In the Miller household, baseball certainly runs in the family. Josh’s older brother, Michael Miller, was drafted in the 9th round by the Boston Red Sox in the 2012 draft. He made his MLB debut with the Red Sox on June 27, 2016, against the Tampa Bay Rays. “Michael has always been my hero, and I admire him for making his dreams come true by playing in the Major Leagues. But, since I have been involved with MTAG I have searched for opportunities to get my brother involved,” Josh said.
Josh found this opportunity at a school in Guadalupe, California that had a dilapidated baseball field and after further investigation found out that there were no baseball programs in the town. Guadalupe is a migrant-worker, agricultural town just south of San Luis Obispo. Josh explained, “They don't have youth sports in the city. If they want to play they have to go to a neighboring community which is difficult for a lot of the families. Not only financially, but finding time to make the commute to go to practice or games when they are working 6 days a week is challenging.”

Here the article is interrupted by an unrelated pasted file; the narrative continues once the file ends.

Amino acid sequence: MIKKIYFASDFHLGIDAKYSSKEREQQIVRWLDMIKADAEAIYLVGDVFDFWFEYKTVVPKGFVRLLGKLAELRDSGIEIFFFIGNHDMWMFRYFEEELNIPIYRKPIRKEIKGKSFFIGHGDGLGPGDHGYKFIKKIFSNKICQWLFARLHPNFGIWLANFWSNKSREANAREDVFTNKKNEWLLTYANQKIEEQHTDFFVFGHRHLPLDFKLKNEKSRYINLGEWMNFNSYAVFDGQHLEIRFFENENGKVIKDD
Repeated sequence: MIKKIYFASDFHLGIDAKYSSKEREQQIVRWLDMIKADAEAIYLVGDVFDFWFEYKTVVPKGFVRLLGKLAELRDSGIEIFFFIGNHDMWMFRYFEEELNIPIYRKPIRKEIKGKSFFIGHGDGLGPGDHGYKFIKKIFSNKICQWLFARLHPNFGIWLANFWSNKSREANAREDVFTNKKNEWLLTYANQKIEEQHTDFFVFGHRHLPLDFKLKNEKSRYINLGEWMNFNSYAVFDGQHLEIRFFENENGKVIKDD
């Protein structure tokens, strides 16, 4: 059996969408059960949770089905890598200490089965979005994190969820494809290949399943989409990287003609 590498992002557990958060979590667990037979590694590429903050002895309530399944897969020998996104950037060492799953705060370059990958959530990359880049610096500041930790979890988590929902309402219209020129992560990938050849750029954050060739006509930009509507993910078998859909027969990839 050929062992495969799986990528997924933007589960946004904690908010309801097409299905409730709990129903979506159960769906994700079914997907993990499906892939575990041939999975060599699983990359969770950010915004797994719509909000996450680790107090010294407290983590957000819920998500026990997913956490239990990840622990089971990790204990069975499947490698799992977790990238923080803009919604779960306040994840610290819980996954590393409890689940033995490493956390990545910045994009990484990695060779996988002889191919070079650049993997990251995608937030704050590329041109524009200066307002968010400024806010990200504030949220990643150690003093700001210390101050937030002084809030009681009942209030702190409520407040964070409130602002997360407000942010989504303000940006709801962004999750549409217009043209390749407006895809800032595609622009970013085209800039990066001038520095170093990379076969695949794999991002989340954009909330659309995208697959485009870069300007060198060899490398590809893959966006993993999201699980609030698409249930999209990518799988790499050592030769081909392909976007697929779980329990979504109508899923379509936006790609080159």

Josh immediately enlisted the support of his brother Michael to solve this problem for the town of Guadalupe. Michael said, “I have always been a fan of MTAG, I was excited my brother and I could do a project together.” The two devised a plan to reconstruct the baseball field enlisting the support of locals, businesses and school board supervisors. After long days of petitioning and fundraising, the Miller brothers compiled a team of volunteers to lead the project that included Marshall and Sean Peters, a recent graduate and baseball player at the University of California. The group was able to pitch their ideas to Paul Adler, Phillips 66 Community affairs and relations manager, who sponsored the project. Also, CNN was involved with the project as a film crew was with the MTAG team the entire week following and documenting the story.